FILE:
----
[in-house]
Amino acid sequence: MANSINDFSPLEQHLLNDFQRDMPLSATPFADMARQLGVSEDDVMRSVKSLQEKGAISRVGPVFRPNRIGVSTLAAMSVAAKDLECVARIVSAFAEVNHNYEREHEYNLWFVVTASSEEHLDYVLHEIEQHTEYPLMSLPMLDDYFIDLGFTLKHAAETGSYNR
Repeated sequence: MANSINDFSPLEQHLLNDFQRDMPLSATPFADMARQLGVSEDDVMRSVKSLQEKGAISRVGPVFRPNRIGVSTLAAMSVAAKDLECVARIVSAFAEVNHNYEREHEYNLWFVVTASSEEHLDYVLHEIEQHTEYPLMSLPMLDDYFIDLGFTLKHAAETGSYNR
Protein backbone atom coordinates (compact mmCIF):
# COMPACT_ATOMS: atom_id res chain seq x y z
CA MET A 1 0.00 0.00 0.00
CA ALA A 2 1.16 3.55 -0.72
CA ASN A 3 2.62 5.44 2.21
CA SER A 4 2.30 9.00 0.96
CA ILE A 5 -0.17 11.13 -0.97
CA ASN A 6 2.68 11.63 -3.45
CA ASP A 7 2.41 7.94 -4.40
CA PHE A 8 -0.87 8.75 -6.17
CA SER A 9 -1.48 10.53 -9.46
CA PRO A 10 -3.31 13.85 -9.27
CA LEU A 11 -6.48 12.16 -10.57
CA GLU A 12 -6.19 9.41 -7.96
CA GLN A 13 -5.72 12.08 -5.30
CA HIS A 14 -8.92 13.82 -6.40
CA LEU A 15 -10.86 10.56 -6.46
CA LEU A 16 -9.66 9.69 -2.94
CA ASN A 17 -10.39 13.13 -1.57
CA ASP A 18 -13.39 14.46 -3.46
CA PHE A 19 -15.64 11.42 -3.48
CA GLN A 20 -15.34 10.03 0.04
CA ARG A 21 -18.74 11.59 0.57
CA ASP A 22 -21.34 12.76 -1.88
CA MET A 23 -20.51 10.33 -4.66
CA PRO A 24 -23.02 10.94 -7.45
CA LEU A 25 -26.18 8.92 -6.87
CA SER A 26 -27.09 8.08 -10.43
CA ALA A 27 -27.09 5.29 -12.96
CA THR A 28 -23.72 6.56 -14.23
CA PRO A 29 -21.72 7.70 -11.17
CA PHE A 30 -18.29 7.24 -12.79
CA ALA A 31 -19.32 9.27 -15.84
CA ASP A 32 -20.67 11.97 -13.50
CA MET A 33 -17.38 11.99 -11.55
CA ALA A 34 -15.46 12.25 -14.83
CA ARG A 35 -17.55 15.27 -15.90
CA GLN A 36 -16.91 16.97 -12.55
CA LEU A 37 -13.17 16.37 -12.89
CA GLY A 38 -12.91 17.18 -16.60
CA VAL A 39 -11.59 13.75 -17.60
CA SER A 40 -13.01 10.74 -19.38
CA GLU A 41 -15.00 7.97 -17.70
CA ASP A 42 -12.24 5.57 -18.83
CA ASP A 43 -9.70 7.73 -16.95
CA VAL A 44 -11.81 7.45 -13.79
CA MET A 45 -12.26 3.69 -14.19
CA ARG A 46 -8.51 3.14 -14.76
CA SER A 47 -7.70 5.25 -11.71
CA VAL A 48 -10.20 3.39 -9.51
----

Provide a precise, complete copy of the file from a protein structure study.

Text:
[in-house]
Amino acid sequence: MANSINDFSPLEQHLLNDFQRDMPLSATPFADMARQLGVSEDDVMRSVKSLQEKGAISRVGPVFRPNRIGVSTLAAMSVAAKDLECVARIVSAFAEVNHNYEREHEYNLWFVVTASSEEHLDYVLHEIEQHTEYPLMSLPMLDDYFIDLGFTLKHAAETGSYNR
Repeated sequence: MANSINDFSPLEQHLLNDFQRDMPLSATPFADMARQLGVSEDDVMRSVKSLQEKGAISRVGPVFRPNRIGVSTLAAMSVAAKDLECVARIVSAFAEVNHNYEREHEYNLWFVVTASSEEHLDYVLHEIEQHTEYPLMSLPMLDDYFIDLGFTLKHAAETGSYNR
Protein backbone atom coordinates (compact mmCIF):
# COMPACT_ATOMS: atom_id res chain seq x y z
CA MET A 1 0.00 0.00 0.00
CA ALA A 2 1.16 3.55 -0.72
CA ASN A 3 2.62 5.44 2.21
CA SER A 4 2.30 9.00 0.96
CA ILE A 5 -0.17 11.13 -0.97
CA ASN A 6 2.68 11.63 -3.45
CA ASP A 7 2.41 7.94 -4.40
CA PHE A 8 -0.87 8.75 -6.17
CA SER A 9 -1.48 10.53 -9.46
CA PRO A 10 -3.31 13.85 -9.27
CA LEU A 11 -6.48 12.16 -10.57
CA GLU A 12 -6.19 9.41 -7.96
CA GLN A 13 -5.72 12.08 -5.30
CA HIS A 14 -8.92 13.82 -6.40
CA LEU A 15 -10.86 10.56 -6.46
CA LEU A 16 -9.66 9.69 -2.94
CA ASN A 17 -10.39 13.13 -1.57
CA ASP A 18 -13.39 14.46 -3.46
CA PHE A 19 -15.64 11.42 -3.48
CA GLN A 20 -15.34 10.03 0.04
CA ARG A 21 -18.74 11.59 0.57
CA ASP A 22 -21.34 12.76 -1.88
CA MET A 23 -20.51 10.33 -4.66
CA PRO A 24 -23.02 10.94 -7.45
CA LEU A 25 -26.18 8.92 -6.87
CA SER A 26 -27.09 8.08 -10.43
CA ALA A 27 -27.09 5.29 -12.96
CA THR A 28 -23.72 6.56 -14.23
CA PRO A 29 -21.72 7.70 -11.17
CA PHE A 30 -18.29 7.24 -12.79
CA ALA A 31 -19.32 9.27 -15.84
CA ASP A 32 -20.67 11.97 -13.50
CA MET A 33 -17.38 11.99 -11.55
CA ALA A 34 -15.46 12.25 -14.83
CA ARG A 35 -17.55 15.27 -15.90
CA GLN A 36 -16.91 16.97 -12.55
CA LEU A 37 -13.17 16.37 -12.89
CA GLY A 38 -12.91 17.18 -16.60
CA VAL A 39 -11.59 13.75 -17.60
CA SER A 40 -13.01 10.74 -19.38
CA GLU A 41 -15.00 7.97 -17.70
CA ASP A 42 -12.24 5.57 -18.83
CA ASP A 43 -9.70 7.73 -16.95
CA VAL A 44 -11.81 7.45 -13.79
CA MET A 45 -12.26 3.69 -14.19
CA ARG A 46 -8.51 3.14 -14.76
CA SER A 47 -7.70 5.25 -11.71
CA VAL A 48 -10.20 3.39 -9.51